"It may be a wonderful program, but a program that encourages Bible reading and strengthening your relationship with God is not the kind of program that should be sponsored by the public schools, nor should it be the kind of program that is organized and facilitated by the public schools," Simon said.
"From vouchers, from faith-based initiatives, to the nation's first faith-based prisons, this governor has a blind spot when it comes to the constitutional requirement on separation of church and state. He's completely uncritical. He doesn't believe that reading the Bible and strengthening your relationship with God is a faith-based message."
The Florida Supreme Court is now considering whether Bush's 6-year-old Opportunity Scholarship Program is constitutional. The program gives vouchers for students at failing schools to attend private schools, including religious schools.
Two lower courts have struck down the voucher program, declaring it violated the constitutional provision barring state tax dollars from being spent on religious institutions.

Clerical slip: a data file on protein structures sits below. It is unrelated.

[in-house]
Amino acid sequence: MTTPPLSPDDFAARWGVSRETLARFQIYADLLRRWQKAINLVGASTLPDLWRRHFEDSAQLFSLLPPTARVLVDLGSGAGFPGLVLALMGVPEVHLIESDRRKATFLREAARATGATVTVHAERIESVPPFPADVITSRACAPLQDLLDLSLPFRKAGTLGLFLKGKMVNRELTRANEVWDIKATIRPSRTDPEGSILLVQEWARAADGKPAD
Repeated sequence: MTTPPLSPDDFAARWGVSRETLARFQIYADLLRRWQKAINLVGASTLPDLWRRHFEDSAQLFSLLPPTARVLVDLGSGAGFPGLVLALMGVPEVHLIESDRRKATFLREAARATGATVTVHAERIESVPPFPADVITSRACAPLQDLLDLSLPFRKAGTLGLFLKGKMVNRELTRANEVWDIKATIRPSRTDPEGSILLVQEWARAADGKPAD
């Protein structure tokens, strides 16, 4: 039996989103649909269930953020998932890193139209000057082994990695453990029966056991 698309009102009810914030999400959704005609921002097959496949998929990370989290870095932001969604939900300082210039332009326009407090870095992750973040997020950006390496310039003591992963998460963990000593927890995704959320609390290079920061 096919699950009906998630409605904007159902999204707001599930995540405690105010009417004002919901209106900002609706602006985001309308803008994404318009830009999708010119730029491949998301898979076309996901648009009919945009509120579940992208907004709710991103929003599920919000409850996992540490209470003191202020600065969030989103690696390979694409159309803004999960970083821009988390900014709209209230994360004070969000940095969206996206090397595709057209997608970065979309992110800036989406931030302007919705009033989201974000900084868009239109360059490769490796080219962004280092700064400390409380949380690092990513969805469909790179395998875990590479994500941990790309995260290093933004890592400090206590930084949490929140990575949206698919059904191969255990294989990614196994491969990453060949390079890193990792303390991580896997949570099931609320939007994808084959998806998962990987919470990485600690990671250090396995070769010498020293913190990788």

The All Pro Dad curriculum was created by Family First, a Tampa-based nonprofit "research and educational organization," according to founder and President Mark Merrill. It is being promoted throughout the nation, in part with the help of fast-food chain Chick-fil-A, whose founder, S. Truett Cathy, is a Southern Baptist. Merrill was tapped by Bush, a Catholic, to serve on Volunteer Florida's 25-member board.
Mulrennan Middle School in Valrico, east of Tampa, promotes All Pro Dad on its school marquee and in newsletters. The school also advertises the program on its radio and television stations, said assistant principal Matthew Diprima, who organizes the monthly meetings.